He noted during last year's down market that participants investing in the lifecycle funds were more likely to leave their assets in the selected Lifepath fund and stick with their investment plan than employees who used separate mutual funds and tried to time the market.

New Donrey employees, who mostly are younger, generally are opting to create their own asset allocations using the plan's other eight investment options. "The younger employees are showing greater willingness to invest their own assets, but as they age, I expect they will gravitate toward the Lifepath funds. It's a simpler approach," Mr. Lehman said.

But the Donrey employees might be the exception.

Consultants and other plan sponsors report widely differing use of the funds by participants. Many employees don't transfer entire account balances over to the options. Some direct future contributions to the lifecycle or lifestyle funds but don't transfer existing money.

Some 10% of plan sponsors now offer such funds, but only 1% of defined contribution plan assets are invested in them, Access Research Inc. of Windsor, Conn., found in a 1995 survey.

Similarly, a Profit Sharing/401(k) Council of America survey that covered 377 plans with 1.3 million participants found that only 0.5% of assets were allocated to the funds.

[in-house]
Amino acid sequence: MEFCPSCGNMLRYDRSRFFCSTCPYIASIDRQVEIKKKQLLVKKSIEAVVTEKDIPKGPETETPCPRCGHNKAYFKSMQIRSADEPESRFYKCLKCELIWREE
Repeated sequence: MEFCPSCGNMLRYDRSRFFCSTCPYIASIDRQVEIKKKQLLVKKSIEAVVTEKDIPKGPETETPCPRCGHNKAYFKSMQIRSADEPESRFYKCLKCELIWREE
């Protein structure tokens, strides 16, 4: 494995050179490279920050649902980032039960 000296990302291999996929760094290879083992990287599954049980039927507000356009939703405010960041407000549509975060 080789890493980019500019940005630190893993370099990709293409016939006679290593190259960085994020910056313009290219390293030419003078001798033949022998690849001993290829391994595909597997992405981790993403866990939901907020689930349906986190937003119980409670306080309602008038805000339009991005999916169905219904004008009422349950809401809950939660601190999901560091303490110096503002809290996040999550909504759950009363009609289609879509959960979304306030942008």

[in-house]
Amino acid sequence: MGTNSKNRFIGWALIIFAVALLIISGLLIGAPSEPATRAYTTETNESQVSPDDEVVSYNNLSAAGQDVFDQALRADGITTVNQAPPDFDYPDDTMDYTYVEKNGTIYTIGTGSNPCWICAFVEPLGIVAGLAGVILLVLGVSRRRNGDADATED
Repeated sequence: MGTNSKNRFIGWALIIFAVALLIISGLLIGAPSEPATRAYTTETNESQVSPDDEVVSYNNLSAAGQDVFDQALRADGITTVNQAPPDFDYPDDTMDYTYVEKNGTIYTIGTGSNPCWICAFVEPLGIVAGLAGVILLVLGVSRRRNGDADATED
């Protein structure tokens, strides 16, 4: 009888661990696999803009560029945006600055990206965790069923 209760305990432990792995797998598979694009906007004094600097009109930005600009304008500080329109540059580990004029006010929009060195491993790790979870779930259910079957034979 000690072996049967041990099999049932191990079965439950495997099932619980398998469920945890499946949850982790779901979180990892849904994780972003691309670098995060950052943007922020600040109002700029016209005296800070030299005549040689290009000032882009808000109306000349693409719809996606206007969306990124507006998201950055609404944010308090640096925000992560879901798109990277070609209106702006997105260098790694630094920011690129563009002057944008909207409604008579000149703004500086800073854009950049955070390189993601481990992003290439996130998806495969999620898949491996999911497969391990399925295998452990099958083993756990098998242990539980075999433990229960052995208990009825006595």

About half of the companies that offer lifestyle or lifecycle funds offer a series of three options, generally with conservative, moderate and aggressive investment profiles.

Typically, those who put their money in asset allocation funds put in about one-third of their plan assets and contributions, said Gerry O'Connor, research director at Access.

That's what happened at the $380 million 401(k) plan of Consolidated Freightways Inc. in Portland, Ore.

Few employees are moving existing account balances into the funds, which are managed by T. Rowe Price Associates Inc. in Baltimore, said Dick Preston, manager/retirement plans.

"We anticipated that employees would either use one of these funds or construct their own portfolios. There's nothing wrong with this," he said. "If people are putting 50% to 60% of their retirement money in a well-balanced portfolio that they don't have to worry about and then play a little with the remainder, they are still going to be better off than if they remained invested in conservative options."

Consolidated Freightways is finding the lifestyle funds are popular with new employees.